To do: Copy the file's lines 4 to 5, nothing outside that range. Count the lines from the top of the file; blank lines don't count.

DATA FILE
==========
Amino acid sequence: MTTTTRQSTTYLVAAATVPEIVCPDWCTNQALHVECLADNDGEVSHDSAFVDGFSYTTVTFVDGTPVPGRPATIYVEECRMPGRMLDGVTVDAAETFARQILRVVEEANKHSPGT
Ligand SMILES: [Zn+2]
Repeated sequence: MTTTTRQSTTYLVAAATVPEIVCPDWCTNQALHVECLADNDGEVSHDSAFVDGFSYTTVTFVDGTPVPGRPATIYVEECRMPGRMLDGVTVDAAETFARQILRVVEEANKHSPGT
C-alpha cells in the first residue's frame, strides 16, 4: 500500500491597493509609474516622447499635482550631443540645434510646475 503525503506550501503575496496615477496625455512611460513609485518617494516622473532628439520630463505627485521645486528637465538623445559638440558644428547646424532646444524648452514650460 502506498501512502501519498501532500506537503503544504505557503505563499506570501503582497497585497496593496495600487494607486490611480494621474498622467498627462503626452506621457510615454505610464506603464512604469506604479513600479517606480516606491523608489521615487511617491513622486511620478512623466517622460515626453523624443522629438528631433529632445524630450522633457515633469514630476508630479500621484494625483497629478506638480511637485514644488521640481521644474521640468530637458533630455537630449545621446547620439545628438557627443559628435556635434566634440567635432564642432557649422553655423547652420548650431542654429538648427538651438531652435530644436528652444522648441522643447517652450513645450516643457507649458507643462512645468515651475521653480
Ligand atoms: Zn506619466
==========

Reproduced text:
C-alpha cells in the first residue's frame, strides 16, 4: 500500500491597493509609474516622447499635482550631443540645434510646475 503525503506550501503575496496615477496625455512611460513609485518617494516622473532628439520630463505627485521645486528637465538623445559638440558644428547646424532646444524648452514650460 502506498501512502501519498501532500506537503503544504505557503505563499506570501503582497497585497496593496495600487494607486490611480494621474498622467498627462503626452506621457510615454505610464506603464512604469506604479513600479517606480516606491523608489521615487511617491513622486511620478512623466517622460515626453523624443522629438528631433529632445524630450522633457515633469514630476508630479500621484494625483497629478506638480511637485514644488521640481521644474521640468530637458533630455537630449545621446547620439545628438557627443559628435556635434566634440567635432564642432557649422553655423547652420548650431542654429538648427538651438531652435530644436528652444522648441522643447517652450513645450516643457507649458507643462512645468515651475521653480
Ligand atoms: Zn506619466